Department of Economics
Worcester, MA 01610
Institutional Affiliation: Clark University
Information about this author at RePEc
NBER Working Papers and Publications
|February 2008||Do Small Businesses Create More Jobs? New Evidence from the National Establishment Time Series|
with David Neumark, Brandon Wall: w13818
We use a new database, the National Establishment Time Series (NETS), to revisit the debate about the role of small businesses in job creation. Birch (e.g., 1987) argued that small firms are the most important source of job creation in the U.S. economy, but Davis et al. (1996a) argued that this conclusion was flawed, and based on improved methods and using data for the manufacturing sector they concluded that there was no relationship between establishment size and net job creation. Using the NETS data, we examine evidence for the overall economy, as well as for different sectors. The results indicate that small establishments and small firms create more jobs, on net, although the difference is much smaller than what is suggested by Birch's methods. However, the negative relationship b...
Published: David Neumark & Brandon Wall & Junfu Zhang, 2011. "Do Small Businesses Create More Jobs? New Evidence for the United States from the National Establishment Time Series," Review of Economics and Statistics, vol 93(1), pages 16-29.
|November 2005||The Effects of Wal-Mart on Local Labor Markets|
with David Neumark, Stephen Ciccarella: w11782
We estimate the effects of Wal-Mart stores on county-level retail employment and earnings, accounting for endogeneity of the location and timing of Wal-Mart openings that most likely biases the evidence against finding adverse effects of Wal-Mart stores. We address the endogeneity problem using a natural instrumental variables approach that arises from the geographic and time pattern of the opening of Wal-Mart stores, which slowly spread out from the first stores in Arkansas. The employment results indicate that a Wal-Mart store opening reduces county-level retail employment by about 150 workers, implying that each Wal-Mart worker replaces approximately 1.4 retail workers. This represents a 2.7 percent reduction in average retail employment. The payroll results indicate that Wal-Mart s...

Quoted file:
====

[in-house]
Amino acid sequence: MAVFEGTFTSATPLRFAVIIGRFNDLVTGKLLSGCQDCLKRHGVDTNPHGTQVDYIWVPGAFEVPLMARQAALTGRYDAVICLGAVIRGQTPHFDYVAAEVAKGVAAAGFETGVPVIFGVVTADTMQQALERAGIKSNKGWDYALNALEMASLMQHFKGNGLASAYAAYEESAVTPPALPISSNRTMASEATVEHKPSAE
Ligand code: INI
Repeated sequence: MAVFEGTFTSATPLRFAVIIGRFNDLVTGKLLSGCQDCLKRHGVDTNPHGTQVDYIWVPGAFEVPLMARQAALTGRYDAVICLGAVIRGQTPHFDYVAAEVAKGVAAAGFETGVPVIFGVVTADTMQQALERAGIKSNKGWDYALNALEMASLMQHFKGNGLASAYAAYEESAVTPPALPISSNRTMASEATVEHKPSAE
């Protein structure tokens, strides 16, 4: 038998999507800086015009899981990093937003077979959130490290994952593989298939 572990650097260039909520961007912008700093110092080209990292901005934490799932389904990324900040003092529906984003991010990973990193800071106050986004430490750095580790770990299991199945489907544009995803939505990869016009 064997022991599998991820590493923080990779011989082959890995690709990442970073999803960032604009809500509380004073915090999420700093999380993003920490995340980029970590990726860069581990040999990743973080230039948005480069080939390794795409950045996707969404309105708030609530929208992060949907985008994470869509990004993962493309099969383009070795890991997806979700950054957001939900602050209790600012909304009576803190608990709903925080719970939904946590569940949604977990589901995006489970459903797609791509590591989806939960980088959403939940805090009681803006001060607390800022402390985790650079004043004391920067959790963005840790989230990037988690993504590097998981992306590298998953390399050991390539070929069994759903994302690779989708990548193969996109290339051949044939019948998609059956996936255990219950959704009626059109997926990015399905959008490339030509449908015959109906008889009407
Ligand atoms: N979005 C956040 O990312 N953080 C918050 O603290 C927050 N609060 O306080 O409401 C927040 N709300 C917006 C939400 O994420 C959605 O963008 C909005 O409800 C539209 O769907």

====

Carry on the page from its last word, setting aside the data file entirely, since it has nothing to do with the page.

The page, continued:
Published: Journal of Urban Economics. Volume 67, Issue 1 (2010), pages 1-168 citation courtesy of
|October 2005||Employment Dynamics and Business Relocation: New Evidence from the National Establishment Time Series|
with David Neumark, Brandon Wall: w11647
We analyze and assess new evidence on employment dynamics from a new data source %uF818 the National Establishment Time Series (NETS). The NETS offers advantages over existing data sources for studying employment dynamics, including tracking business establishment relocations that can contribute to job creation or destruction on a regional level. Our primary purpose in this paper is to assess the reliability of the NETS data along a number of dimensions, and we conclude that it is a reliable data source although not without limitations. We also illustrate the usefulness of the NETS data by reporting, for California, a full decomposition of employment change into its six constituent processes, including job creation and destruction stemming from business relocation, which has figured promi...
Published: Neumark, David, Junfu Zhang, and Brandon Wall. “Employment Dynamics and Business Relocation: New Evidence from the National Establishment Time Series.” Research in Labor Economics (2007): 39-83.